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Small cells are transmitters and receivers installed by private telecommunication providers that strengthen cellular coverage and improve data speeds for 4G and future 5G technologies.
Federal and state law requires the city of Lakewood to allow small cell poles including equipment in the public right of way, which includes streets and sidewalks. Typical antenna locations for small cell antenna equipment include streetlight poles, utility poles, free standing poles or mounted to existing buildings. The city has limited authority and can only impose visual design standards and general placement modifications to address issues including ensuring equipment placement does not change vehicle travel or parking, and does not block vehicle, bicycle, or pedestrian access or visibility along the right of way. The city cannot prevent small cell facilities from being placed in the public right of way or on private property, and it doesn't regulate radio emissions involved with the facilities.
The city has established a Small Cell Design Manual(PDF, 1MB) to help minimize the visual impact on surrounding neighborhoods by using camouflage techniques and similar colors to match existing structures.
No. Federal and state laws require the city to allow small cell poles and associated equipment in the right of way, similar to other utilities. The city has a permit process to minimize the impact within our limited authority, which requires facilities to meet design standards to address the following placement issues:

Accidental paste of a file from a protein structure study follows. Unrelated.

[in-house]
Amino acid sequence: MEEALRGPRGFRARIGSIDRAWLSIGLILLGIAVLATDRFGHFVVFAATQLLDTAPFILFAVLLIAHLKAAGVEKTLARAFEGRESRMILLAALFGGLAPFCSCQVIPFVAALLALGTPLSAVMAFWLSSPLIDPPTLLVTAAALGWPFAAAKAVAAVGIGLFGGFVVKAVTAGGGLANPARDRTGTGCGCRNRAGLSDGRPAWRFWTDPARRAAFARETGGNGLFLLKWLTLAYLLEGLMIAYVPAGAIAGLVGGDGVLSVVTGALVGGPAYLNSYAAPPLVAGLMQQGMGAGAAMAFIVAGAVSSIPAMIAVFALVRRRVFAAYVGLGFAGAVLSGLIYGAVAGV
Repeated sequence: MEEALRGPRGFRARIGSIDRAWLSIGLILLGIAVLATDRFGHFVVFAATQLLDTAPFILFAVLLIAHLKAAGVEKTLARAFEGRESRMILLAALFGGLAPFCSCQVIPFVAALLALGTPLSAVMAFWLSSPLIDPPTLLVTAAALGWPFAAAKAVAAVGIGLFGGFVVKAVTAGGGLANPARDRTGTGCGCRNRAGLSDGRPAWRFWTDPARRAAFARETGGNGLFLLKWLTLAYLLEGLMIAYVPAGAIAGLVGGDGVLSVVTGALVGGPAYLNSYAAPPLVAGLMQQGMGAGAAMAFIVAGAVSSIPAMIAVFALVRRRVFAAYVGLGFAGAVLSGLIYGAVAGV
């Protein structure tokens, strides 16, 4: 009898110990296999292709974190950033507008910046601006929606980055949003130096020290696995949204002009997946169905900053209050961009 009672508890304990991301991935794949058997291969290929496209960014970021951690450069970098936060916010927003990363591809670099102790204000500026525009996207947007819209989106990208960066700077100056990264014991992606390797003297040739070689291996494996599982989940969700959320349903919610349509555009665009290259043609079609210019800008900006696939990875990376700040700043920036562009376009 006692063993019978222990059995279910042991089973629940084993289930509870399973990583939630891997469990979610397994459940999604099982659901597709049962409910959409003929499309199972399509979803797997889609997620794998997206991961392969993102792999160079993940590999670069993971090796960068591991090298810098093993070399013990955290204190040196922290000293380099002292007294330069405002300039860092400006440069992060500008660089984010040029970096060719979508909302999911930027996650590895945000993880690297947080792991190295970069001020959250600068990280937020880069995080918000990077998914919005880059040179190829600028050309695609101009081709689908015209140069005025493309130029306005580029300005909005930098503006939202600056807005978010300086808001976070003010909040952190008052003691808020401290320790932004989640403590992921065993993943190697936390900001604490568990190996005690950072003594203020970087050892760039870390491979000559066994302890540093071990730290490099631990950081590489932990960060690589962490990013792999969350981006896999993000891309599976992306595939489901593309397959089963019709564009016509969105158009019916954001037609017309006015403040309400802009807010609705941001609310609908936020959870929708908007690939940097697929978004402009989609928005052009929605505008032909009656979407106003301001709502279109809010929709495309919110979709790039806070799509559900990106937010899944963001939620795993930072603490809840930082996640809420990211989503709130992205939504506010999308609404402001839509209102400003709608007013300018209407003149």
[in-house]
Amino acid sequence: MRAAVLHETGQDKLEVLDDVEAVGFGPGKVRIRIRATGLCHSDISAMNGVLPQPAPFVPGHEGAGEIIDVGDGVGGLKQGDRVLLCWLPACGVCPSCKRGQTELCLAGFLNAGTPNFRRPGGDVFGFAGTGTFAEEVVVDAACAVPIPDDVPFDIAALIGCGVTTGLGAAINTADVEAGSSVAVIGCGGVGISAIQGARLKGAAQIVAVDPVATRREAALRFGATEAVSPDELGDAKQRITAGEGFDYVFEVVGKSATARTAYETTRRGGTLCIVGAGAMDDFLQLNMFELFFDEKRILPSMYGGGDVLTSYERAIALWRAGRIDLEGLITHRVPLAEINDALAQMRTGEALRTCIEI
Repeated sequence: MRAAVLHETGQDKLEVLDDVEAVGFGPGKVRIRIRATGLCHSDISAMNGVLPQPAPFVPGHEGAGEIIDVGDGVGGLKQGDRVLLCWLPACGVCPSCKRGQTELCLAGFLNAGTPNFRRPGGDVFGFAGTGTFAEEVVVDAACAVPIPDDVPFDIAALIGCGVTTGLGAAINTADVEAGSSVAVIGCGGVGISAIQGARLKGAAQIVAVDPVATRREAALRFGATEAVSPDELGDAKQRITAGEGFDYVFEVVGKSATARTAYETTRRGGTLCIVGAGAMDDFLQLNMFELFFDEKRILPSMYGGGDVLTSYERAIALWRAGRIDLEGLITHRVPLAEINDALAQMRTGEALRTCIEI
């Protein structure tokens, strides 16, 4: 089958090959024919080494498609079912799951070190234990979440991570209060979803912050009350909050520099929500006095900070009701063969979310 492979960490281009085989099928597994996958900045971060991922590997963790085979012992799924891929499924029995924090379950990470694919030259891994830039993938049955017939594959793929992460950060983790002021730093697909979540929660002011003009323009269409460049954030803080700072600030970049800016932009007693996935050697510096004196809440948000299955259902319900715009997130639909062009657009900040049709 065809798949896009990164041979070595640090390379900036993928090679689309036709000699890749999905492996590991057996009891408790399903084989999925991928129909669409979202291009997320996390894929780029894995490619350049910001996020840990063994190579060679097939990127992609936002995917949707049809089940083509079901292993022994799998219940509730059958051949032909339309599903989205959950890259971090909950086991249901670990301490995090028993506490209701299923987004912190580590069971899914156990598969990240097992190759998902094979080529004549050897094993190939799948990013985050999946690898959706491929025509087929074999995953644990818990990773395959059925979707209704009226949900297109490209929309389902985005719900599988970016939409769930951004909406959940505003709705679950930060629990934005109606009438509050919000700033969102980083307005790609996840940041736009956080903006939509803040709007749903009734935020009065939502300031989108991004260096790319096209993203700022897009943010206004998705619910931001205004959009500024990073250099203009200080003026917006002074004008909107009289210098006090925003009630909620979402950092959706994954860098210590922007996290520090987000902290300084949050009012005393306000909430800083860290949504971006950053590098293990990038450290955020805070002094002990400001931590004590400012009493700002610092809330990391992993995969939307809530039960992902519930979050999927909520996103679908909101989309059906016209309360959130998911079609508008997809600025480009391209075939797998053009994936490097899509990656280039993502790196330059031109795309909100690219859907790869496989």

The large "macro" cell towers are good for maintaining a strong signal over a large area; however, they can become congested when too many devices try to connect at the same time. Wireless providers are using small cell facilities to handle more connections at higher speed. Unlike large towers, the small cell facilities have the ability to be placed on streetlights or other utility poles. The small cell facilities provide wireless coverage to a smaller area, so they are less likely to become congested from too many devices connecting.
According to wireless providers, the large cell towers, known as "macro" towers, are congested and can't meet the current and immediate future needs of their customers.
To increase the coverage (how far the signal reaches) and the capacity (access to the data), wireless providers are installing small cells. These antennas cover a smaller area (a few blocks) and are usually connected by fiber optic cable providing additional capacity at faster speeds. This technology will reduce the load on the larger cell towers and enable mobile devices to work as expected.
The Federal Communications Commission (FCC) is the agency responsible for radio frequency emission regulations. You can contact the FCC here.
There is a federal statute which prevents states and localities from regulating wireless facilities on the basis of the health or environmental effects of radiofrequency (RF) emissions. The preemption is found in the 1996 Telecommunications Act, 47 U.S.C. § 332(c)(7)(B)(iv). The statute and the case law interpreting it give sole authority for regulating in this area to the Federal Communications Commission (FCC).
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